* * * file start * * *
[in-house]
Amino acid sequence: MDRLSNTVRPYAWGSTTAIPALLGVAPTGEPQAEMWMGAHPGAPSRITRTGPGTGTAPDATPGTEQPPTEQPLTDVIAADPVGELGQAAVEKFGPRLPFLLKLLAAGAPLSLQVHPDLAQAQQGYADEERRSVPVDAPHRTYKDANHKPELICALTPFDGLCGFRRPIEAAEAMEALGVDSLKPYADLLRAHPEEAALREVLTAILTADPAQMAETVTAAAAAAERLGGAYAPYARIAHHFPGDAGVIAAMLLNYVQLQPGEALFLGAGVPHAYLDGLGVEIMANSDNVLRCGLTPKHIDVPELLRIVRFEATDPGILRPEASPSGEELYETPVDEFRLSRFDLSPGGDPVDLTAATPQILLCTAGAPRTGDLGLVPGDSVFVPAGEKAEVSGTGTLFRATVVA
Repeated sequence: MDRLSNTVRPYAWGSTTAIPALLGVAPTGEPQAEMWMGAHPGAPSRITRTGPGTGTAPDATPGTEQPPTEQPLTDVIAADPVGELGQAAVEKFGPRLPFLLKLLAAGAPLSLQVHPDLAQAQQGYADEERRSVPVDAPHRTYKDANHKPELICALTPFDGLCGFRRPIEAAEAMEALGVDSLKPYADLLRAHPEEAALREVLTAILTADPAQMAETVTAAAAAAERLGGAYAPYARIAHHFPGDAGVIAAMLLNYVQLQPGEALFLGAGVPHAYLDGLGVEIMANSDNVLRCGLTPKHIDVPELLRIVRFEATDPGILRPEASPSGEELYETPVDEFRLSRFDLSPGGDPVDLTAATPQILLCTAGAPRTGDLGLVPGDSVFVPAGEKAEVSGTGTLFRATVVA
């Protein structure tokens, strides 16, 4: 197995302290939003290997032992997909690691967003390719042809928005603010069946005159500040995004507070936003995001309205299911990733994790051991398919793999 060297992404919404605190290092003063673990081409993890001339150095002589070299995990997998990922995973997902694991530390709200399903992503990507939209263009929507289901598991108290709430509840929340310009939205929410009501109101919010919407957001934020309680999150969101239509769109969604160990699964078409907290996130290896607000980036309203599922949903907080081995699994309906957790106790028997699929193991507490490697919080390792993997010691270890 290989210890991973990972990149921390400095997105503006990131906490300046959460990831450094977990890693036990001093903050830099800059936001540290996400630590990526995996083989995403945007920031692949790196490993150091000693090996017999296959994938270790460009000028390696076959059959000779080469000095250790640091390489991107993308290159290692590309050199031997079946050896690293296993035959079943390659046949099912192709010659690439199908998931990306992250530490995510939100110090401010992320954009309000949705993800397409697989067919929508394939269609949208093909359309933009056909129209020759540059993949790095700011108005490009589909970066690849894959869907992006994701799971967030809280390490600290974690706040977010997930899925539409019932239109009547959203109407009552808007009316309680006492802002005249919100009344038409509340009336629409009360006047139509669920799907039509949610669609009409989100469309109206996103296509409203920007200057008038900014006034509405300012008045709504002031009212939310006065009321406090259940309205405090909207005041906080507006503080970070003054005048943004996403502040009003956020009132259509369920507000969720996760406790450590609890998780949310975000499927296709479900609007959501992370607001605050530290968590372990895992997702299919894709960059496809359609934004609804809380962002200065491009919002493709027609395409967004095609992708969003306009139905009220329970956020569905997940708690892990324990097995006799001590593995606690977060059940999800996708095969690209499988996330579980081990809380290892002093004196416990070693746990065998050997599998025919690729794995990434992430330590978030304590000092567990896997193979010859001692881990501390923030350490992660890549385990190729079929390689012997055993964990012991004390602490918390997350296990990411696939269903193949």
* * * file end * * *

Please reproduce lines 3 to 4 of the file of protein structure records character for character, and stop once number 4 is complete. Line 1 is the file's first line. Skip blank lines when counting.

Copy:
Repeated sequence: MDRLSNTVRPYAWGSTTAIPALLGVAPTGEPQAEMWMGAHPGAPSRITRTGPGTGTAPDATPGTEQPPTEQPLTDVIAADPVGELGQAAVEKFGPRLPFLLKLLAAGAPLSLQVHPDLAQAQQGYADEERRSVPVDAPHRTYKDANHKPELICALTPFDGLCGFRRPIEAAEAMEALGVDSLKPYADLLRAHPEEAALREVLTAILTADPAQMAETVTAAAAAAERLGGAYAPYARIAHHFPGDAGVIAAMLLNYVQLQPGEALFLGAGVPHAYLDGLGVEIMANSDNVLRCGLTPKHIDVPELLRIVRFEATDPGILRPEASPSGEELYETPVDEFRLSRFDLSPGGDPVDLTAATPQILLCTAGAPRTGDLGLVPGDSVFVPAGEKAEVSGTGTLFRATVVA
């Protein structure tokens, strides 16, 4: 197995302290939003290997032992997909690691967003390719042809928005603010069946005159500040995004507070936003995001309205299911990733994790051991398919793999 060297992404919404605190290092003063673990081409993890001339150095002589070299995990997998990922995973997902694991530390709200399903992503990507939209263009929507289901598991108290709430509840929340310009939205929410009501109101919010919407957001934020309680999150969101239509769109969604160990699964078409907290996130290896607000980036309203599922949903907080081995699994309906957790106790028997699929193991507490490697919080390792993997010691270890 290989210890991973990972990149921390400095997105503006990131906490300046959460990831450094977990890693036990001093903050830099800059936001540290996400630590990526995996083989995403945007920031692949790196490993150091000693090996017999296959994938270790460009000028390696076959059959000779080469000095250790640091390489991107993308290159290692590309050199031997079946050896690293296993035959079943390659046949099912192709010659690439199908998931990306992250530490995510939100110090401010992320954009309000949705993800397409697989067919929508394939269609949208093909359309933009056909129209020759540059993949790095700011108005490009589909970066690849894959869907992006994701799971967030809280390490600290974690706040977010997930899925539409019932239109009547959203109407009552808007009316309680006492802002005249919100009344038409509340009336629409009360006047139509669920799907039509949610669609009409989100469309109206996103296509409203920007200057008038900014006034509405300012008045709504002031009212939310006065009321406090259940309205405090909207005041906080507006503080970070003054005048943004996403502040009003956020009132259509369920507000969720996760406790450590609890998780949310975000499927296709479900609007959501992370607001605050530290968590372990895992997702299919894709960059496809359609934004609804809380962002200065491009919002493709027609395409967004095609992708969003306009139905009220329970956020569905997940708690892990324990097995006799001590593995606690977060059940999800996708095969690209499988996330579980081990809380290892002093004196416990070693746990065998050997599998025919690729794995990434992430330590978030304590000092567990896997193979010859001692881990501390923030350490992660890549385990190729079929390689012997055993964990012991004390602490918390997350296990990411696939269903193949």